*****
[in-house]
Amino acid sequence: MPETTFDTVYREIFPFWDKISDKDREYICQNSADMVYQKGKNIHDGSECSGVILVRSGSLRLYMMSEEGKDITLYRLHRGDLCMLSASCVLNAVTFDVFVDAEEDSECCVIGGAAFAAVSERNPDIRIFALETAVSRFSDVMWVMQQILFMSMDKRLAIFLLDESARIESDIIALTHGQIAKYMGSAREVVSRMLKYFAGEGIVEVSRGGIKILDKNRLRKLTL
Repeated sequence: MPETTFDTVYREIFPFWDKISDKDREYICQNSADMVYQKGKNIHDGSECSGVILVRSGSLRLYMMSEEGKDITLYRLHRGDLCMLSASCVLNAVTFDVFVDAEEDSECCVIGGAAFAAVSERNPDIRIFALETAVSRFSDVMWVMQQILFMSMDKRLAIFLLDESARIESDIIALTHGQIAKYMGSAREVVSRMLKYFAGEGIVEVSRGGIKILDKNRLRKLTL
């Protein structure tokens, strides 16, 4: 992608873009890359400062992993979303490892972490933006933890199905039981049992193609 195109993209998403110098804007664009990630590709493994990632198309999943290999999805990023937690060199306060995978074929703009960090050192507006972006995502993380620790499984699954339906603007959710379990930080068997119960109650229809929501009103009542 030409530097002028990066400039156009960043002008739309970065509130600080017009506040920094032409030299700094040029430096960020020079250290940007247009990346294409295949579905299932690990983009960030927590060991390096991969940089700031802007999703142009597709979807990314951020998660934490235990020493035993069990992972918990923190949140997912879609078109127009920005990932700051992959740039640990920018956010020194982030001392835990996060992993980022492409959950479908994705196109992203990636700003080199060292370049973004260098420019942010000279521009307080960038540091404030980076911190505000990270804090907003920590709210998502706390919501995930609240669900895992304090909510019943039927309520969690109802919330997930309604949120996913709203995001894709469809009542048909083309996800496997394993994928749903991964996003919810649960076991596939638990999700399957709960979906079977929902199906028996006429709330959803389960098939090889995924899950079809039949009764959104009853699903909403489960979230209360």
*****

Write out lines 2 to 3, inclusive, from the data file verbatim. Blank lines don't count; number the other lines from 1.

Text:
Amino acid sequence: MPETTFDTVYREIFPFWDKISDKDREYICQNSADMVYQKGKNIHDGSECSGVILVRSGSLRLYMMSEEGKDITLYRLHRGDLCMLSASCVLNAVTFDVFVDAEEDSECCVIGGAAFAAVSERNPDIRIFALETAVSRFSDVMWVMQQILFMSMDKRLAIFLLDESARIESDIIALTHGQIAKYMGSAREVVSRMLKYFAGEGIVEVSRGGIKILDKNRLRKLTL
Repeated sequence: MPETTFDTVYREIFPFWDKISDKDREYICQNSADMVYQKGKNIHDGSECSGVILVRSGSLRLYMMSEEGKDITLYRLHRGDLCMLSASCVLNAVTFDVFVDAEEDSECCVIGGAAFAAVSERNPDIRIFALETAVSRFSDVMWVMQQILFMSMDKRLAIFLLDESARIESDIIALTHGQIAKYMGSAREVVSRMLKYFAGEGIVEVSRGGIKILDKNRLRKLTL